ASN logo
ASN Wikibase Occurrence # 44351
Last updated: 7 October 2019
This information is added by users of ASN. Neither ASN nor the Flight Safety Foundation are responsible for the completeness or correctness of this information. If you feel this information is incomplete or incorrect, you can submit corrected information.

Date:02-SEP-2005
Time:21:22
Type:Silhouette image of generic C177 model; specific model in this crash may look slightly different
Cessna 177A
Owner/operator:private
Registration: N30491
C/n / msn: 17701286
Fatalities:Fatalities: 1 / Occupants: 2
Other fatalities:0
Aircraft damage: Substantial
Category:Accident
Location:S. Hackensack, NJ -   United States of America
Phase: Approach
Nature:Private
Departure airport:Block Island, RI (BID)
Destination airport:Teterboro , NJ (TEB)
Investigating agency: NTSB
Narrative:
On the day of the accident, the pilot and passenger flew from the pilot's home airport to the destination airport approximately one hour away. Prior to departing from the destination airport, the pilot performed several touch-and-go landings at night for currency reasons, and then the pilot and passenger departed for the return flight. After flying for about an hour, the pilot declared an emergency, and was radar vectored to the closest airport. She advised air traffic control that the airplane was "out of fuel," and that she "hope[d] to make it to the runway." The airplane impacted a utility pole and a building approximately 1/4 mile from the end of the runway. Examination of the airplane and engine revealed no mechanical anomalies. Four gallons of fuel were drained from the right fuel tank, and the left tank was empty. The pilot refueled the airplane on the day prior to the accident, at an airport 50 miles from her home airport. According to the Cessna 177 Owner's Manual, the average fuel burn rate was between 8 gallons per hour (gph) and 10 gph. Toxicological testing performed on the pilot's blood detected alprazolam (a prescription anti-anxiety medication also known by the trade name Xanax) at a level consistent with recent ingestion of an impairing dose of the medication. Testing additionally detected diazepam (a prescription anti-anxiety medication also known by the trade name Valium) in the pilot's blood. The two medications detected are not typically indicated for use together. The pilot, a self-employed psychologist, had not reported any mental conditions or use of medications on her applications for airman medical certificate. CAUSE: The pilot's inadequate preflight planning, which resulted in fuel exhaustion and subsequent loss of engine power. A factor in the accident was the pilot's impairment from prescription medication.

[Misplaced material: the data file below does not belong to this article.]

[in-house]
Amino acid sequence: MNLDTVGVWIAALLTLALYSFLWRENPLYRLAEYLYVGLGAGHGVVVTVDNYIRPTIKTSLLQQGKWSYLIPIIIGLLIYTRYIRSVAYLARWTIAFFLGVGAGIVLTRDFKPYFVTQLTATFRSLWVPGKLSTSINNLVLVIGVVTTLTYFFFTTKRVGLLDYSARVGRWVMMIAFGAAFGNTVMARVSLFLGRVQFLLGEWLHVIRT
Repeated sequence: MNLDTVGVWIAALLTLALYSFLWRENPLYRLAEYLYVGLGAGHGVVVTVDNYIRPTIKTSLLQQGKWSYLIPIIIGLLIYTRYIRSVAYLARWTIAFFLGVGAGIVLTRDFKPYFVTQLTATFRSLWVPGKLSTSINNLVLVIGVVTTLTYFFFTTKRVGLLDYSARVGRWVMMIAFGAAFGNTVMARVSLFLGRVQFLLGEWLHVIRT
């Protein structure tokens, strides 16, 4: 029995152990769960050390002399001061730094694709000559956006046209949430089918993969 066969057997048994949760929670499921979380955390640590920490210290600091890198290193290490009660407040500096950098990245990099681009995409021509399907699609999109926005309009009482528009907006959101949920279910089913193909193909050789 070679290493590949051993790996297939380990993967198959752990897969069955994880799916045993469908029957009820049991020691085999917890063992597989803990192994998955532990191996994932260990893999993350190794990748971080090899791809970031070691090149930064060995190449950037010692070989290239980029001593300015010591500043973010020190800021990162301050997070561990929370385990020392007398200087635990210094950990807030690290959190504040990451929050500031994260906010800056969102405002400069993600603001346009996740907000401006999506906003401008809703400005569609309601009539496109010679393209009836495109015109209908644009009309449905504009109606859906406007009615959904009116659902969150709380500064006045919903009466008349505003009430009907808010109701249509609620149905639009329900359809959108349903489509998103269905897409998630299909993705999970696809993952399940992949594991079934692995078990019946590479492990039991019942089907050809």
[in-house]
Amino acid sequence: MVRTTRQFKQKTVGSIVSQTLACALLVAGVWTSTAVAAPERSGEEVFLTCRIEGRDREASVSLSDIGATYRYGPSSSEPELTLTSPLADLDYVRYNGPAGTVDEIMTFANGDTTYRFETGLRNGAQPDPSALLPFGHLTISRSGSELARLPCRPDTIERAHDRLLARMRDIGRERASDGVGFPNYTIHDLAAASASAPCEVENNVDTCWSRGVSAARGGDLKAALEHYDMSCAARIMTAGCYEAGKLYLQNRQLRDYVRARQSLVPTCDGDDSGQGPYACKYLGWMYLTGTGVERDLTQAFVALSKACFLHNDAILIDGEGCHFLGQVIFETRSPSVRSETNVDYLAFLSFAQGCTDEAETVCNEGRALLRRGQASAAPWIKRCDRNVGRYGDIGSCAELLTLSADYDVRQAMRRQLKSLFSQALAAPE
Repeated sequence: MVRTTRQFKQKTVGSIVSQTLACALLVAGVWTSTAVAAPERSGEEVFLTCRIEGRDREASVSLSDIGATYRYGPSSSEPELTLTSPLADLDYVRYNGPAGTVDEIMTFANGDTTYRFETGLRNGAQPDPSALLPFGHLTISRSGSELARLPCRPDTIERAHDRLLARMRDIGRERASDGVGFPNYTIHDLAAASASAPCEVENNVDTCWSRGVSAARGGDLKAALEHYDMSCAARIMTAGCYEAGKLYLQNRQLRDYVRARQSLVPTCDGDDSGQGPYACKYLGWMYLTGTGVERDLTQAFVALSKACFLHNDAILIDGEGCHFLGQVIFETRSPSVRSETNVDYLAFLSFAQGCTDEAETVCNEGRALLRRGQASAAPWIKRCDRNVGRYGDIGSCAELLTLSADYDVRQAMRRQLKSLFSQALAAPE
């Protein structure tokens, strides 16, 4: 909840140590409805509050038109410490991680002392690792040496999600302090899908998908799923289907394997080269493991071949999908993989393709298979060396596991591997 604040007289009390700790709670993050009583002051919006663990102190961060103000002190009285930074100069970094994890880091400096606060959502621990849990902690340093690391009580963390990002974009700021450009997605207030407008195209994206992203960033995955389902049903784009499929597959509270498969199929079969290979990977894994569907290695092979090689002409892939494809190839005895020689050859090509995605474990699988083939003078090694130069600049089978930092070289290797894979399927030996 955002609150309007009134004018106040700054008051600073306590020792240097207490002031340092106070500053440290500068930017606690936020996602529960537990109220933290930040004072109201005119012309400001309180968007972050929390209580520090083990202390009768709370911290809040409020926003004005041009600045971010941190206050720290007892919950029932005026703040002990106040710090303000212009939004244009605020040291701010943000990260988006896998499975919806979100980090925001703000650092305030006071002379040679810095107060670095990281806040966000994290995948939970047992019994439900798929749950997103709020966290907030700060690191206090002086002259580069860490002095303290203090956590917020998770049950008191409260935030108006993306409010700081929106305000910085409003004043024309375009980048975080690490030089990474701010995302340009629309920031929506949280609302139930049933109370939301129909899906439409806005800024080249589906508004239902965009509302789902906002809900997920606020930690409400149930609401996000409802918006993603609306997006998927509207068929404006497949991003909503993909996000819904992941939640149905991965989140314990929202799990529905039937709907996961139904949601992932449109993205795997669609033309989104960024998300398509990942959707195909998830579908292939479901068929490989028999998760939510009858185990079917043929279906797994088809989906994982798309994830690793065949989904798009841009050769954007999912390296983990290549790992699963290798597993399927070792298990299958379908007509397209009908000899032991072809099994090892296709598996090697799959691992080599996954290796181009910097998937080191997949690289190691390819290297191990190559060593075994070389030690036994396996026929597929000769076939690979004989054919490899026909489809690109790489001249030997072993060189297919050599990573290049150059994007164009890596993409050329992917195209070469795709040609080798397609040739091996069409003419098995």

Sources:

https://www.ntsb.gov/_layouts/NTSB.Aviation/brief.aspx?ev_id=20050914X01457&key=1


Revision history:

Date/timeContributorUpdates
28-Oct-2008 00:45 ASN archive Added
21-Dec-2016 19:24 ASN Update Bot Updated [Time, Damage, Category, Investigating agency]

Corrections or additions? ... Edit this accident description